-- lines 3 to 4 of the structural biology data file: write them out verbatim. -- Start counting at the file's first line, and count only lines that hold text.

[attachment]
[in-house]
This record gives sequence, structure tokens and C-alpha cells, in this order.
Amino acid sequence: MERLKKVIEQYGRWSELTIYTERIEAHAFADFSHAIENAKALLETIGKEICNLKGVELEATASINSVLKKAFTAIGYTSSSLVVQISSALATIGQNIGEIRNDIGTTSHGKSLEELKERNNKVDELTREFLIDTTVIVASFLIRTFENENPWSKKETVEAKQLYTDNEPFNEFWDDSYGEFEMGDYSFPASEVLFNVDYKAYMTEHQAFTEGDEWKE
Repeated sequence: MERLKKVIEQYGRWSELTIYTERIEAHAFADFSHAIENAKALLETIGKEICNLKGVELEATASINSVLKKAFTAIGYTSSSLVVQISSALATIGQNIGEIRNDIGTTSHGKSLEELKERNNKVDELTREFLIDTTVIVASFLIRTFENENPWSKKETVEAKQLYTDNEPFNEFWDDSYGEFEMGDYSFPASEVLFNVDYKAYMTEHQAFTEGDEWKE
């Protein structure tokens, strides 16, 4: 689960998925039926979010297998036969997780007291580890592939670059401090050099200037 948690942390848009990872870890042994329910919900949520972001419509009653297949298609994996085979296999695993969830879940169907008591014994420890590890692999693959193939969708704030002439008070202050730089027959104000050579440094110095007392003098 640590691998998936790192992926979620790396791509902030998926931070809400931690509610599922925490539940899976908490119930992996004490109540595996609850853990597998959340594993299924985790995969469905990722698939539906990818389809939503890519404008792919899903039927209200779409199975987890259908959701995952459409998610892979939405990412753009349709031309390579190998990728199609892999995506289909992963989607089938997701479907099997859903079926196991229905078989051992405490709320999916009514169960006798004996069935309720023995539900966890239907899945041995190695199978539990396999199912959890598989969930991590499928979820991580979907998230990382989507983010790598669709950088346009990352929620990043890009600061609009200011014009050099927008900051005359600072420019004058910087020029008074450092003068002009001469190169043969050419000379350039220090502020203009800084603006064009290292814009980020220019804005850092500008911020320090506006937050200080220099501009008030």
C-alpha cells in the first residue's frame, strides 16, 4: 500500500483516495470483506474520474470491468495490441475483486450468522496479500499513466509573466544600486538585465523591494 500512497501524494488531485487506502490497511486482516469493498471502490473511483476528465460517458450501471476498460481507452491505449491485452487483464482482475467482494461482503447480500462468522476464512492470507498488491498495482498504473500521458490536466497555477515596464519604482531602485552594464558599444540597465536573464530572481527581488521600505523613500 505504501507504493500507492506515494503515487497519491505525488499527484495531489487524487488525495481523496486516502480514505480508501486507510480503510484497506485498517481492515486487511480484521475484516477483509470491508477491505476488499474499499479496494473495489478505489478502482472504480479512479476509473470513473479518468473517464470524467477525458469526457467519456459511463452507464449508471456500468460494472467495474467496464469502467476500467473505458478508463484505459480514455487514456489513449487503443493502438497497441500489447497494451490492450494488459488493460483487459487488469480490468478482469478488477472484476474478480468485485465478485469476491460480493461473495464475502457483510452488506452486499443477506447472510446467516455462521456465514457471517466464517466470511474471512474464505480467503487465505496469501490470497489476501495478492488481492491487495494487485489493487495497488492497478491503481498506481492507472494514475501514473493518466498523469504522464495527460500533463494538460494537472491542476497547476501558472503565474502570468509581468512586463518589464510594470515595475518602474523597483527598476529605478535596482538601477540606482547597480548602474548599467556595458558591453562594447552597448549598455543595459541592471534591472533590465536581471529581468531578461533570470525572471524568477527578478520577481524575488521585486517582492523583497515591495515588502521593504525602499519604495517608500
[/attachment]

Amino acid sequence: MERLKKVIEQYGRWSELTIYTERIEAHAFADFSHAIENAKALLETIGKEICNLKGVELEATASINSVLKKAFTAIGYTSSSLVVQISSALATIGQNIGEIRNDIGTTSHGKSLEELKERNNKVDELTREFLIDTTVIVASFLIRTFENENPWSKKETVEAKQLYTDNEPFNEFWDDSYGEFEMGDYSFPASEVLFNVDYKAYMTEHQAFTEGDEWKE
Repeated sequence: MERLKKVIEQYGRWSELTIYTERIEAHAFADFSHAIENAKALLETIGKEICNLKGVELEATASINSVLKKAFTAIGYTSSSLVVQISSALATIGQNIGEIRNDIGTTSHGKSLEELKERNNKVDELTREFLIDTTVIVASFLIRTFENENPWSKKETVEAKQLYTDNEPFNEFWDDSYGEFEMGDYSFPASEVLFNVDYKAYMTEHQAFTEGDEWKE